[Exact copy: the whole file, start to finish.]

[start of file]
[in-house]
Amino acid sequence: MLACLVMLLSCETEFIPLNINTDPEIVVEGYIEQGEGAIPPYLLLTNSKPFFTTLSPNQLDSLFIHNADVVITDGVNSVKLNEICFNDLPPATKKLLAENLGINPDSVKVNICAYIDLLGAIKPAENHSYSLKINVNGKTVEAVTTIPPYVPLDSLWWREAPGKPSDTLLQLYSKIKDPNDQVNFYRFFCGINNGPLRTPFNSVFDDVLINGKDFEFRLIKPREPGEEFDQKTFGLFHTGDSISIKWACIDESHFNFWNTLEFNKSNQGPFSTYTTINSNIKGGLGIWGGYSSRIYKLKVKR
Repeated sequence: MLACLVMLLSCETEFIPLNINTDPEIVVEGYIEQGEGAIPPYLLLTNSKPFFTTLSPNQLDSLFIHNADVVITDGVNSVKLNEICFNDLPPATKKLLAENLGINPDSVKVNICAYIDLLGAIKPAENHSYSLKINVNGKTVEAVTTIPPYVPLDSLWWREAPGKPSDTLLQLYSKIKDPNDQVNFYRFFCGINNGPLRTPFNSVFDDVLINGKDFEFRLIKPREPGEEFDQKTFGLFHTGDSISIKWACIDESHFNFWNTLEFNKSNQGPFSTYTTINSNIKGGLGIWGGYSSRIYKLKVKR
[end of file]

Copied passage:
[in-house]
Amino acid sequence: MLACLVMLLSCETEFIPLNINTDPEIVVEGYIEQGEGAIPPYLLLTNSKPFFTTLSPNQLDSLFIHNADVVITDGVNSVKLNEICFNDLPPATKKLLAENLGINPDSVKVNICAYIDLLGAIKPAENHSYSLKINVNGKTVEAVTTIPPYVPLDSLWWREAPGKPSDTLLQLYSKIKDPNDQVNFYRFFCGINNGPLRTPFNSVFDDVLINGKDFEFRLIKPREPGEEFDQKTFGLFHTGDSISIKWACIDESHFNFWNTLEFNKSNQGPFSTYTTINSNIKGGLGIWGGYSSRIYKLKVKR
Repeated sequence: MLACLVMLLSCETEFIPLNINTDPEIVVEGYIEQGEGAIPPYLLLTNSKPFFTTLSPNQLDSLFIHNADVVITDGVNSVKLNEICFNDLPPATKKLLAENLGINPDSVKVNICAYIDLLGAIKPAENHSYSLKINVNGKTVEAVTTIPPYVPLDSLWWREAPGKPSDTLLQLYSKIKDPNDQVNFYRFFCGINNGPLRTPFNSVFDDVLINGKDFEFRLIKPREPGEEFDQKTFGLFHTGDSISIKWACIDESHFNFWNTLEFNKSNQGPFSTYTTINSNIKGGLGIWGGYSSRIYKLKVKR